Animals are key to understanding what makes us human. True humanity is perhaps not possible in the absence of animals. Living with animals is a uniquely human trait, since no other mammals live intimately with other species. It probably developed over millions of years – about 2.6 million years according to Shipman’s estimate. However, we are in danger of losing this important link with animals. Animals are seemingly becoming less important to the very essence of being human. For instance, introductions to philosophy usually devote much time to defining humans by differentiating them from animals. Following classical philosophers, some of the differences between humans and animals that are emphasized include higher intelligence, human consciousness, language and morals.
However, in an increasingly techno-scientific oriented world, humans tend to become post-human, and it may just be the animal connection that can help restore our humanity. Many philosophers have, rightly, criticized this will to immortality through technology and see mortality as part of what it means to be human, but the role played by animals has seldom surfaced in thinking about what makes us human. Humans have almost always existed in some connection with animals: We adopt them, feed them, nurture them, play with them, use them and eat them. We think with animals. The connection between humans and animals has in large measure defined who we are. If philosophers have ignored this connection then it seems that something about their personal and professional development must be changed. Ensuring that our philosophers have had contact with animals, and had time to develop relationships with them, should be a priority.
In the 20th century, the philosopher Albert Schweitzer introduced the adage ‘I am life that wants to live among other forms of life that want to live’. The universal moral command, he felt, was that we should live and let live. This introduced an awareness of the interconnectedness of all life, of ecological frailty and of the inevitable disaster that will follow the careless destruction of nature. Nature and culture must move closer together to regain ecological harmony.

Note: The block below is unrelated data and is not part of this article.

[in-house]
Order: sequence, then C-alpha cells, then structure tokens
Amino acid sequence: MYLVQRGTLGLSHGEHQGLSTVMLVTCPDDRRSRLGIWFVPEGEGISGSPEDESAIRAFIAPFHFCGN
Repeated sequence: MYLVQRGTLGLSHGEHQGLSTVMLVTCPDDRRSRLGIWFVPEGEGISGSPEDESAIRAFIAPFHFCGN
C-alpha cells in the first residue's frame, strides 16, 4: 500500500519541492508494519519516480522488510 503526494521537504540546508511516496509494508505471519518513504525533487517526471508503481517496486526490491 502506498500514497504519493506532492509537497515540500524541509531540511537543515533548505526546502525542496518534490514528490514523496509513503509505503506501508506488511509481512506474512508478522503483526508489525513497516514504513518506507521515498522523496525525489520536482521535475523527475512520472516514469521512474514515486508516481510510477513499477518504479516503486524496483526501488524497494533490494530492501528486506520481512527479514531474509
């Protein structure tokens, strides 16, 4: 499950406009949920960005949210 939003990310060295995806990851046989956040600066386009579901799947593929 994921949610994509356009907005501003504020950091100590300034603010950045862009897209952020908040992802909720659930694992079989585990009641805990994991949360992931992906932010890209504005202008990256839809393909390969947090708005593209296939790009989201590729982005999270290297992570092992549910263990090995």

Schweitzer and the ecologists influenced by him made us aware that if we forget the importance of non-human life, we imperil the possibility of human life. But, perhaps more importantly, forgetting our connection with animals might also mean forgetting part of what is good about being human. As we now increasingly distance ourselves from animals, we are subtly changing the nature of human life and, potentially, alienating ourselves from many of the things that make our lives good and fulfilling. What if the real danger is not that we destabilize ecosystems, resulting in loss of life? What if the real danger for us is that we strip human life of its meaning, even before we get to that point?
The more recent idea of distributed identity proposed by Wesley Wildman follows the same tenor, defining human identity as distributed in a variety of neurological, biological, social, and ecological systems. Part of our identity includes nonhuman life, and this extends beyond our domesticated pets to all forms of life. We are part of the whole, and this relationship extends even to the microbial world. It is misleading to think of human beings as a distinct species independent of environmental factors such as the microbial ocean. Therefore, without understanding our connection to animal life, we cannot truly understand who we are. And if we forget who we are, how can we know what we should do? How can we know what is good and bad for us? Unless we first study animals, there is no point in studying ourselves.
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